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The Lakers discuss their New Year's resolutions [Video]

No, the Lakers don't have typical New Year's resolutions. They don't need to work out more, eat healthier and get a better job.

But they too are looking forward to a fresh start and in an interview with The Times, they discussed what they hope the New Year will bring.

Josh McRoberts wants world peace (not his teammate), Metta World Peace wants to have fun, Kobe Bryant wants to be healthy, Jason Kapono wants his fans to send him books instead of candy and Matt Barnes is looking forward to moving on from a year that he said was both personally and professionally challenging.

Mark Medina, who runs The Times' Lakers blog, has some other suggestions -- so he talked with his colleague Melissa Rohlin in a video interview below about what the Lakers should be desiring.

--Melissa Rohlin

Things to take away from Lakers' 92-89 win over Denver

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1. Lakers finally secure a close game. OK, so no one could breathe a sigh of relief until the final second. Danilo Gallinari missed a wide-open layup on a fastbreak triggered by a long rebound off a Kobe Bryant miss from three-point range. Bryant made one of two free throws and Al Harrington missed a three-point try. But the Lakers' 92-89 victory Saturday over the Denver Nuggets also showed their ability to make key plays, something they lacked in season-opening losses to the Chicago Bulls and Sacramento Kings. 

Take your pick of exciting plays. Ty Lawson running a screen-and-roll prompted Derek Fisher and Andrew Bynum to switch, leaving Nene open for a dunk. There was Bynum's converted lob from Bryant followed by a free throw. There was Nene's missed dunk. There was Fisher diving for a loose ball after missing a trey with the shot clock running down. There was Bynum's block on Nene followed by a layup on the other end that gave the Lakers a 91-89 lead. And there was Pau Gasol's block on Harrington.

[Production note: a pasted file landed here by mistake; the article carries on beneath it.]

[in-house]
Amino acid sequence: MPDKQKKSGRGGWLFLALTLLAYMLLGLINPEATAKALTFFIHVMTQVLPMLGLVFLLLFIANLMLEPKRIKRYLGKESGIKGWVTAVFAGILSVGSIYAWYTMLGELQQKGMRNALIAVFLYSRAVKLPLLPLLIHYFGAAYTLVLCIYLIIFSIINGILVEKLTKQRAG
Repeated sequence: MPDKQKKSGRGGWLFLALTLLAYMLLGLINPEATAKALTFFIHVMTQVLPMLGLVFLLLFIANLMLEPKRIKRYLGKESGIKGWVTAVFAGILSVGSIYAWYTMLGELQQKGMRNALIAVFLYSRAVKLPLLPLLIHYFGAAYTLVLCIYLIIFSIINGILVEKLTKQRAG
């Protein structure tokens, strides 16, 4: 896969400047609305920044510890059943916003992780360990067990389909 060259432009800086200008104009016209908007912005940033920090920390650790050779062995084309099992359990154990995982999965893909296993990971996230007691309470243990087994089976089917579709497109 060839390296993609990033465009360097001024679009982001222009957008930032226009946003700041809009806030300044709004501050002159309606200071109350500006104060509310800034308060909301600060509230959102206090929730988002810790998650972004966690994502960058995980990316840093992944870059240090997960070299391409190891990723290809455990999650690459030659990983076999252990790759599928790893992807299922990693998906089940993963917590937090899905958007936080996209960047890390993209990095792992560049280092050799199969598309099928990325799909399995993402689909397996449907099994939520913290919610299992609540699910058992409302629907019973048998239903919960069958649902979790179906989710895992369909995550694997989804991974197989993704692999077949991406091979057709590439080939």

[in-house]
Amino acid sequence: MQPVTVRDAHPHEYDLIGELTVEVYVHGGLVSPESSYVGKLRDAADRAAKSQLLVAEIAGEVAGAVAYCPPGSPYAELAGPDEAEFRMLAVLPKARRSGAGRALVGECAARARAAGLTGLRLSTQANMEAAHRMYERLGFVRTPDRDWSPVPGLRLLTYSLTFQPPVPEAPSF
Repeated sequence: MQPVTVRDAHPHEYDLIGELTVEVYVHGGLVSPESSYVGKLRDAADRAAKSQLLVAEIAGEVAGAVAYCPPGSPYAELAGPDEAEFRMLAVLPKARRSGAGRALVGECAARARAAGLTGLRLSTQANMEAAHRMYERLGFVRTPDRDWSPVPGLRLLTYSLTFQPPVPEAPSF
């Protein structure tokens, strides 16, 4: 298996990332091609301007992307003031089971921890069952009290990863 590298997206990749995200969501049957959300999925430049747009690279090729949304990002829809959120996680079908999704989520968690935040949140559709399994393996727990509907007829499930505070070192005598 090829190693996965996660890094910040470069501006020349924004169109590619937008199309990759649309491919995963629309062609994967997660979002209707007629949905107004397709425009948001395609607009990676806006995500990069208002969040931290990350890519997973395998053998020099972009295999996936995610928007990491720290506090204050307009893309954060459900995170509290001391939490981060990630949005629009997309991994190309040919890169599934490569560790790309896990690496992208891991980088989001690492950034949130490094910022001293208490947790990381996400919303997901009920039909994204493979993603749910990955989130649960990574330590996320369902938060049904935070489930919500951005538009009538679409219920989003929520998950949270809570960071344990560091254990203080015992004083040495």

With exception to Nene's dunk off the pick and roll, the Lakers executed properly on defense in the final stretch. As much as there was to take away from the game, the fact the Lakers closed out in such a fashion marks growth. 

2. Bynum can score, but he can't run. Once Bynum enters the paint, an aggressive switch turns on. His 29 points on 13 for 18 shooting, 13 rebounds and two blocks amounted to the second-highest statistical showing of his career. He caught feeds in the post, performed nifty spin moves and was a towering, dominant presence in his first game this season after a four-game suspension.

There's no debate on Bynum's value upon his return and how much involvement he'll have in the offense. But there is debate on when Bynum will catch up on his conditioning. It turns out the only time Bynum shows any speed is when he's driving. He looked winded, which detracted from his defense and rotatations. Interestingly, Lakers Coach Mike Brown talked with Bynum each time he removed him, showing he's properly evaluating Bynum beyond his scoring production. Big picture, Bynum's poor conditioning is going to seriously hurt the team if it doesn't improve soon.